Extremists online — including on the social media platform Parler, before it was shut down — chatted about a “Million Militia March” in the days before the inauguration. Other accounts on that network, popular with extremists, accused Vice President Mike Pence of treason and pedophilia and shared pictures of nooses. Social media users promoting the pro-Trump QAnon conspiracy theory posted in coded language to avoid content moderators.
And on Telegram, a secure messaging app popular with the far right, channels focused on QAnon broadcast their usual confidence that President Donald Trump was about to reveal a massive criminal operation to bring down Biden.
“Rest assured, President Trump won yugely,” read one post from Jan. 13 on a QAnon channel with 25,000 members. “This means we won, together. Now it’s time to clean house and drain the swamp.”
The ongoing far-right chatter comes as large tech companies have taken steps to boot extremists — and the commander in chief that many of them admire — off their platforms. Trump was banned from Facebook, Twitter and other platforms last week, and this week Twitter banned 70,000 accounts promoting the QAnon conspiracy theory. Additionally, Parler was kicked off its web hosting service after being removed from the Google and Apple app stores.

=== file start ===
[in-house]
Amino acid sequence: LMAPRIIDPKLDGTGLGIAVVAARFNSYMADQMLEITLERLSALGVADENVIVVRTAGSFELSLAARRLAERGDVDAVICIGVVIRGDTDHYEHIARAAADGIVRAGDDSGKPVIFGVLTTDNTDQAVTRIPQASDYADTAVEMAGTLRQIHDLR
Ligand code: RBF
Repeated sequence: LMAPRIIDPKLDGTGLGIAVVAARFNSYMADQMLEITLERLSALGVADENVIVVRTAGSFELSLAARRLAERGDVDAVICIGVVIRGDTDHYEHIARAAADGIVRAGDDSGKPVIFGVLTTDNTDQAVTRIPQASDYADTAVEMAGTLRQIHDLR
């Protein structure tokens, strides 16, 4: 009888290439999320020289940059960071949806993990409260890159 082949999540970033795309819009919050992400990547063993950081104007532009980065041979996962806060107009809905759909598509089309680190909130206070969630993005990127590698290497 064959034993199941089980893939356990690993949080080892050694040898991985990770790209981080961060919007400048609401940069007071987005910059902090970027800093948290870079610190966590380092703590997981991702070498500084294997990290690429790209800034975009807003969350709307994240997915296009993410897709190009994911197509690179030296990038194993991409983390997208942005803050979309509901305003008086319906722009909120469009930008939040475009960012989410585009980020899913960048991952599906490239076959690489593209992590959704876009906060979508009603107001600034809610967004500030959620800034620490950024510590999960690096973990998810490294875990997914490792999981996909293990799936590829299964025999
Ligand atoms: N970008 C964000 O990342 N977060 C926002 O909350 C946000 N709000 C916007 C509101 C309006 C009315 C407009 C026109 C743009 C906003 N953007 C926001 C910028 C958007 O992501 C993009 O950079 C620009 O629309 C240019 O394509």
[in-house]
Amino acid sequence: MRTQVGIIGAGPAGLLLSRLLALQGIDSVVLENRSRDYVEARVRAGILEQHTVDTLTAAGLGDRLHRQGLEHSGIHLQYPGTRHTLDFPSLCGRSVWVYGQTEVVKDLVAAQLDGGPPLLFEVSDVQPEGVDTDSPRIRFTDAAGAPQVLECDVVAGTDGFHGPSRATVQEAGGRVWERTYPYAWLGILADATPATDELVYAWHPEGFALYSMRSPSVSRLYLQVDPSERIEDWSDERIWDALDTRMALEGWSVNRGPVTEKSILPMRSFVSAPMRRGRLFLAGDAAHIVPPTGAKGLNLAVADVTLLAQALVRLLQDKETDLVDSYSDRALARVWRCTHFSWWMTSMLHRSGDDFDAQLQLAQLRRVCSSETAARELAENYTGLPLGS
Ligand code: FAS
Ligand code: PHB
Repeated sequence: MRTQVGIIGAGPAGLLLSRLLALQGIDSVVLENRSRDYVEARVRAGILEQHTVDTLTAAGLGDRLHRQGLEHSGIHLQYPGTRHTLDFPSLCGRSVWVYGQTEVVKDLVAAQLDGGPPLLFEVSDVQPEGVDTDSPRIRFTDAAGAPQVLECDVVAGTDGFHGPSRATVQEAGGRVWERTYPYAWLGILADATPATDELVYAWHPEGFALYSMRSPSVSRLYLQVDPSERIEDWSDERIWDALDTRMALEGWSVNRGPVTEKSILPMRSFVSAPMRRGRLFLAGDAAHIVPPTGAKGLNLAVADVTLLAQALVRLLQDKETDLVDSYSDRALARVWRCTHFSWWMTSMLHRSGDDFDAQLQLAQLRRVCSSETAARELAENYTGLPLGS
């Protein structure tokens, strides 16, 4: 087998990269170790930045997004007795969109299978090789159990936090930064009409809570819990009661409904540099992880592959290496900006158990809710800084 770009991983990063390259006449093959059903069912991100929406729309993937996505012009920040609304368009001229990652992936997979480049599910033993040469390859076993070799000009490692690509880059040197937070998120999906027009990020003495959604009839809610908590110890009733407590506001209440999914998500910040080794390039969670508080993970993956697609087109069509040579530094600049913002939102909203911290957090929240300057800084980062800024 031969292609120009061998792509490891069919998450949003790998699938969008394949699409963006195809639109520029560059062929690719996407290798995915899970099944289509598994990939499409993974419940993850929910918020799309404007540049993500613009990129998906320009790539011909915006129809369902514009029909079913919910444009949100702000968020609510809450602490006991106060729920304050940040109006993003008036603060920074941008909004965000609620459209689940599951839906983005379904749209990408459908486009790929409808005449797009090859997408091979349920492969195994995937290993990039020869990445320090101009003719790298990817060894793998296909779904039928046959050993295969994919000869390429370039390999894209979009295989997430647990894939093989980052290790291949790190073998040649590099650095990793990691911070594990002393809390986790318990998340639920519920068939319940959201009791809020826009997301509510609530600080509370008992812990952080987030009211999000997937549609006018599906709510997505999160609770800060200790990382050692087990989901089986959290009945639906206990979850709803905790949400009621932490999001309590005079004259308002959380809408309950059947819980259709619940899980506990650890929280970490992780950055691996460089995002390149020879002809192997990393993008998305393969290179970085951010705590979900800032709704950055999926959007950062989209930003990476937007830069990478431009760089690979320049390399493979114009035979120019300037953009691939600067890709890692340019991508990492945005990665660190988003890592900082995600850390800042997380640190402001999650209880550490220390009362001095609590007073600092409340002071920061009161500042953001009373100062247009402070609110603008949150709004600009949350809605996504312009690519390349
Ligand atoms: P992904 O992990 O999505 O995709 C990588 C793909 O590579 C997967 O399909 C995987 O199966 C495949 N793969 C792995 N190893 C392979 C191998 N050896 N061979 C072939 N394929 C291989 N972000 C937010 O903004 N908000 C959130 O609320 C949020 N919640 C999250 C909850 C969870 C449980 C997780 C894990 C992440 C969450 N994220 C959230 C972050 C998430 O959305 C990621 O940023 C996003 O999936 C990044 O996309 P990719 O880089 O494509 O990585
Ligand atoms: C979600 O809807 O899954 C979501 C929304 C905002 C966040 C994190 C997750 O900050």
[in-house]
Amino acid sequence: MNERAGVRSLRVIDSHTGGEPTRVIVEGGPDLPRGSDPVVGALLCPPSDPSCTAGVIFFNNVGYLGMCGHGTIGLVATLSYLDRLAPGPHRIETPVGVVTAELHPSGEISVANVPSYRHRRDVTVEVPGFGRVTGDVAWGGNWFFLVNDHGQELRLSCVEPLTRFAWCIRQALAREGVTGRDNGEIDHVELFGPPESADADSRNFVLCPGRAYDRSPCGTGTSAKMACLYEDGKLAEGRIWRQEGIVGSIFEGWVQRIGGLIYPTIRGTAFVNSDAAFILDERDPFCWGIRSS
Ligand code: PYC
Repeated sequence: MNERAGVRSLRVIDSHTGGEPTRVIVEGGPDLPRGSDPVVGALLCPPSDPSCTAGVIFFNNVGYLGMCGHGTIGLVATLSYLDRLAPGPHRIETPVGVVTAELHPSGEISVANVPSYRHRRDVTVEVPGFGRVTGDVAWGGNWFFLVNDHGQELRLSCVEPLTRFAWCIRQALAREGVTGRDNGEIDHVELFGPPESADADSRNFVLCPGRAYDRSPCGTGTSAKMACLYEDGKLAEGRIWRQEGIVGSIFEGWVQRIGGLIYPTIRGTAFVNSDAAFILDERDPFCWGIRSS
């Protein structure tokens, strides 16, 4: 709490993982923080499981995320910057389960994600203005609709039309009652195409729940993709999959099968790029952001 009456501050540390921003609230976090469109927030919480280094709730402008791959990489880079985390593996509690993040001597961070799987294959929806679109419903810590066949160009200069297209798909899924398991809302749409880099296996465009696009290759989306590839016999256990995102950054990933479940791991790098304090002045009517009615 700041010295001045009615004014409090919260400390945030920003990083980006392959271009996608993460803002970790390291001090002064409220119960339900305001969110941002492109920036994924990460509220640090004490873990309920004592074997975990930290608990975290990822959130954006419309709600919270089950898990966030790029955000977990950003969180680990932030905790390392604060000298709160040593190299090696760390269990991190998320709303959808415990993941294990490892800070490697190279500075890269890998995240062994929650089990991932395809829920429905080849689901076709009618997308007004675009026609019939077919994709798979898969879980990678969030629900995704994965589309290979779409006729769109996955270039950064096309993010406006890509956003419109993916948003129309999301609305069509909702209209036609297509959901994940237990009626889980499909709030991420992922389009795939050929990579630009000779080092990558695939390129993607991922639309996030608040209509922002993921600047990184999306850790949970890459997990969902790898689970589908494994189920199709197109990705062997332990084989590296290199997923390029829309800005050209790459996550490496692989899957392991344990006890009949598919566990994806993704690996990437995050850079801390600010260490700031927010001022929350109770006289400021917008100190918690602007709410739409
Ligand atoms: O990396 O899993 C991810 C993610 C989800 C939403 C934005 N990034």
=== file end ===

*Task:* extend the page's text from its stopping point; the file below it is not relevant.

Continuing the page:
Advocates for combating hate online are split on whether these moves will effectively reduce antisemitism online or in the real world.
Some say the decision to ban Trump and sniff out the conspiracy theorists who admire him is long overdue and insufficient. Others worry that once extremists are off platforms that are accessible to researchers, their organizing will be harder to track.
“A lot of this stuff has gone dark in places very few people can trace it at the worst possible moment,” said Joel Finkelstein, director of the Network Contagion Research Institute, which studies how hate spreads online. “The stage is set. No one can trace these people on these encrypted apps. They’re violent, and [the social media companies] just exiled all of them off the radar.”
For years, the ADL has called on social media giants, particularly Facebook, to do more to fight hate. But while the ADL praised the banning of Trump, it saw the decision as part of a pattern in which social media companies act only after it’s too late.